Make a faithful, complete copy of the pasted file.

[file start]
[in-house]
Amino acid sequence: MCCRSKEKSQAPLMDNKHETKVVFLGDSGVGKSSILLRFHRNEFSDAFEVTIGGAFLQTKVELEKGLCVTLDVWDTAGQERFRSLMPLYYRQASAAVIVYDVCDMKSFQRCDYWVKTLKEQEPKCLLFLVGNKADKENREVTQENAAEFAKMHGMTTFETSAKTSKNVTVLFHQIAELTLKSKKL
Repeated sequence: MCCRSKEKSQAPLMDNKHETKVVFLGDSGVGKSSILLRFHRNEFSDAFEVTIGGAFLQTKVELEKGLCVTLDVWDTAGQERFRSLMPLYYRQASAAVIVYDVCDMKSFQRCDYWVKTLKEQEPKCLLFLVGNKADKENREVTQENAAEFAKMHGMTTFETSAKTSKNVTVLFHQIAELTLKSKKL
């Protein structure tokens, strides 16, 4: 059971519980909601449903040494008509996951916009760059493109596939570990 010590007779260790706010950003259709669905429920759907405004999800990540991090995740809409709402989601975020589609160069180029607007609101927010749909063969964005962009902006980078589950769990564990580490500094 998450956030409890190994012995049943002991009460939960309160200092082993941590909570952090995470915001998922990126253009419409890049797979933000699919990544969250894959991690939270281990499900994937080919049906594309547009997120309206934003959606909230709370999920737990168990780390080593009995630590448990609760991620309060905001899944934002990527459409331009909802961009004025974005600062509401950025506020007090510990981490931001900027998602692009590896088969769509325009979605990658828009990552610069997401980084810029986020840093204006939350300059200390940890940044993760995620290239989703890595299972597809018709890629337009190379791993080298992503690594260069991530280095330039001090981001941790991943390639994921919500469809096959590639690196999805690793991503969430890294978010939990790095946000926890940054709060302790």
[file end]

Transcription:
[in-house]
Amino acid sequence: MCCRSKEKSQAPLMDNKHETKVVFLGDSGVGKSSILLRFHRNEFSDAFEVTIGGAFLQTKVELEKGLCVTLDVWDTAGQERFRSLMPLYYRQASAAVIVYDVCDMKSFQRCDYWVKTLKEQEPKCLLFLVGNKADKENREVTQENAAEFAKMHGMTTFETSAKTSKNVTVLFHQIAELTLKSKKL
Repeated sequence: MCCRSKEKSQAPLMDNKHETKVVFLGDSGVGKSSILLRFHRNEFSDAFEVTIGGAFLQTKVELEKGLCVTLDVWDTAGQERFRSLMPLYYRQASAAVIVYDVCDMKSFQRCDYWVKTLKEQEPKCLLFLVGNKADKENREVTQENAAEFAKMHGMTTFETSAKTSKNVTVLFHQIAELTLKSKKL
């Protein structure tokens, strides 16, 4: 059971519980909601449903040494008509996951916009760059493109596939570990 010590007779260790706010950003259709669905429920759907405004999800990540991090995740809409709402989601975020589609160069180029607007609101927010749909063969964005962009902006980078589950769990564990580490500094 998450956030409890190994012995049943002991009460939960309160200092082993941590909570952090995470915001998922990126253009419409890049797979933000699919990544969250894959991690939270281990499900994937080919049906594309547009997120309206934003959606909230709370999920737990168990780390080593009995630590448990609760991620309060905001899944934002990527459409331009909802961009004025974005600062509401950025506020007090510990981490931001900027998602692009590896088969769509325009979605990658828009990552610069997401980084810029986020840093204006939350300059200390940890940044993760995620290239989703890595299972597809018709890629337009190379791993080298992503690594260069991530280095330039001090981001941790991943390639994921919500469809096959590639690196999805690793991503969430890294978010939990790095946000926890940054709060302790």